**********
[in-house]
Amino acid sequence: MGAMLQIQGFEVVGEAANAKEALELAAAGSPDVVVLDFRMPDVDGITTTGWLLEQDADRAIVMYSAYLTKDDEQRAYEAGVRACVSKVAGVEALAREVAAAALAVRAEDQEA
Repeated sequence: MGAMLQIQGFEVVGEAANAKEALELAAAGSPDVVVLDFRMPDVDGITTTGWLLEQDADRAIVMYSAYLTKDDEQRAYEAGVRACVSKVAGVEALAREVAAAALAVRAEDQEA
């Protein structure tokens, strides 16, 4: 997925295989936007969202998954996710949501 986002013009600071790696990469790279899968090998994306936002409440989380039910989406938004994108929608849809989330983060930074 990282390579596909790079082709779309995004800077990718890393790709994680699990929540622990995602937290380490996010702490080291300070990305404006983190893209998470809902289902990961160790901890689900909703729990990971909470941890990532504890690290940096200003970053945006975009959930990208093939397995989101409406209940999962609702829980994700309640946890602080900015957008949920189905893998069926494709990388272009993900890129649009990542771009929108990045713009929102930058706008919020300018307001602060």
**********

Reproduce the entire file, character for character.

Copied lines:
[in-house]
Amino acid sequence: MGAMLQIQGFEVVGEAANAKEALELAAAGSPDVVVLDFRMPDVDGITTTGWLLEQDADRAIVMYSAYLTKDDEQRAYEAGVRACVSKVAGVEALAREVAAAALAVRAEDQEA
Repeated sequence: MGAMLQIQGFEVVGEAANAKEALELAAAGSPDVVVLDFRMPDVDGITTTGWLLEQDADRAIVMYSAYLTKDDEQRAYEAGVRACVSKVAGVEALAREVAAAALAVRAEDQEA
């Protein structure tokens, strides 16, 4: 997925295989936007969202998954996710949501 986002013009600071790696990469790279899968090998994306936002409440989380039910989406938004994108929608849809989330983060930074 990282390579596909790079082709779309995004800077990718890393790709994680699990929540622990995602937290380490996010702490080291300070990305404006983190893209998470809902289902990961160790901890689900909703729990990971909470941890990532504890690290940096200003970053945006975009959930990208093939397995989101409406209940999962609702829980994700309640946890602080900015957008949920189905893998069926494709990388272009993900890129649009990542771009929108990045713009929102930058706008919020300018307001602060």